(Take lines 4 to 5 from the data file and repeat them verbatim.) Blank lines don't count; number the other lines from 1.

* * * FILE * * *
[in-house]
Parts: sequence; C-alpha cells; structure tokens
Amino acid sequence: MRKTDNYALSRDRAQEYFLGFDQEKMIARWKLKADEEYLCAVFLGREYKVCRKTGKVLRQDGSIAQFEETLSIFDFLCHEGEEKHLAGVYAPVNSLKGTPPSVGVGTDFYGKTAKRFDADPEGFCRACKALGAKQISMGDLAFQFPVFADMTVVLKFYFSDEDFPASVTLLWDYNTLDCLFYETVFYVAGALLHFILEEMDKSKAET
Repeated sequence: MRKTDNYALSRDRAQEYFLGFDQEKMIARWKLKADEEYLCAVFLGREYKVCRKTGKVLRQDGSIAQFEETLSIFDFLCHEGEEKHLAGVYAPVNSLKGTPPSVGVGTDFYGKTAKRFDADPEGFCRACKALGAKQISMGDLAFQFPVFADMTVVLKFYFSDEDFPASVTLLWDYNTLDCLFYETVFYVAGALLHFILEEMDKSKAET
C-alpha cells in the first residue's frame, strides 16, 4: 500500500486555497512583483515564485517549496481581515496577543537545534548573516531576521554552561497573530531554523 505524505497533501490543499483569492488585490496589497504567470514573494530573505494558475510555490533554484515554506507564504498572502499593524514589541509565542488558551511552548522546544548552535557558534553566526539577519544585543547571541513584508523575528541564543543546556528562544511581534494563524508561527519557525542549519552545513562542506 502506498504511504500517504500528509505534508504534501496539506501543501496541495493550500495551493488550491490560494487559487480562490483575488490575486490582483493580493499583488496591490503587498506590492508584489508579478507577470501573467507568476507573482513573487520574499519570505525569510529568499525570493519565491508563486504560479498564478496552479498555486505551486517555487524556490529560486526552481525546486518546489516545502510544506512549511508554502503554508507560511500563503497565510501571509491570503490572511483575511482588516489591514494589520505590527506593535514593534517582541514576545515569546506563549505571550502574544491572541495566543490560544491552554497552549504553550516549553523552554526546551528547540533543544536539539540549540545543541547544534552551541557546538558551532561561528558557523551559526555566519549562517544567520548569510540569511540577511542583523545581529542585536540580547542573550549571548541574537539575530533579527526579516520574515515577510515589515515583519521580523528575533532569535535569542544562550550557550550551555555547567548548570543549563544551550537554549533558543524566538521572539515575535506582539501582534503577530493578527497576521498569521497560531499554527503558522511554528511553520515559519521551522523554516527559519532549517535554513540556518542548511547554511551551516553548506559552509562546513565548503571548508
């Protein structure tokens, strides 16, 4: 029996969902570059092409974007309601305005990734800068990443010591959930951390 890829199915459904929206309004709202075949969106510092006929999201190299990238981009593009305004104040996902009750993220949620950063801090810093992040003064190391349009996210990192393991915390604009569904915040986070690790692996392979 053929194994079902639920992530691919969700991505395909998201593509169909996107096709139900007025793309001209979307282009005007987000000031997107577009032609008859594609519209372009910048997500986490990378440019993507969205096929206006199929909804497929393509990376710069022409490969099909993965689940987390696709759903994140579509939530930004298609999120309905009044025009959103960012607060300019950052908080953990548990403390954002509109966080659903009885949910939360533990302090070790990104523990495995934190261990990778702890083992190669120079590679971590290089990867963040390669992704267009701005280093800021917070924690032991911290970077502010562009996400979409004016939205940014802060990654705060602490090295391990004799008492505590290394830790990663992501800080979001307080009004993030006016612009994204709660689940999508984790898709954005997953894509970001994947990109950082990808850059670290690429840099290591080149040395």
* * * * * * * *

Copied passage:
Repeated sequence: MRKTDNYALSRDRAQEYFLGFDQEKMIARWKLKADEEYLCAVFLGREYKVCRKTGKVLRQDGSIAQFEETLSIFDFLCHEGEEKHLAGVYAPVNSLKGTPPSVGVGTDFYGKTAKRFDADPEGFCRACKALGAKQISMGDLAFQFPVFADMTVVLKFYFSDEDFPASVTLLWDYNTLDCLFYETVFYVAGALLHFILEEMDKSKAET
C-alpha cells in the first residue's frame, strides 16, 4: 500500500486555497512583483515564485517549496481581515496577543537545534548573516531576521554552561497573530531554523 505524505497533501490543499483569492488585490496589497504567470514573494530573505494558475510555490533554484515554506507564504498572502499593524514589541509565542488558551511552548522546544548552535557558534553566526539577519544585543547571541513584508523575528541564543543546556528562544511581534494563524508561527519557525542549519552545513562542506 502506498504511504500517504500528509505534508504534501496539506501543501496541495493550500495551493488550491490560494487559487480562490483575488490575486490582483493580493499583488496591490503587498506590492508584489508579478507577470501573467507568476507573482513573487520574499519570505525569510529568499525570493519565491508563486504560479498564478496552479498555486505551486517555487524556490529560486526552481525546486518546489516545502510544506512549511508554502503554508507560511500563503497565510501571509491570503490572511483575511482588516489591514494589520505590527506593535514593534517582541514576545515569546506563549505571550502574544491572541495566543490560544491552554497552549504553550516549553523552554526546551528547540533543544536539539540549540545543541547544534552551541557546538558551532561561528558557523551559526555566519549562517544567520548569510540569511540577511542583523545581529542585536540580547542573550549571548541574537539575530533579527526579516520574515515577510515589515515583519521580523528575533532569535535569542544562550550557550550551555555547567548548570543549563544551550537554549533558543524566538521572539515575535506582539501582534503577530493578527497576521498569521497560531499554527503558522511554528511553520515559519521551522523554516527559519532549517535554513540556518542548511547554511551551516553548506559552509562546513565548503571548508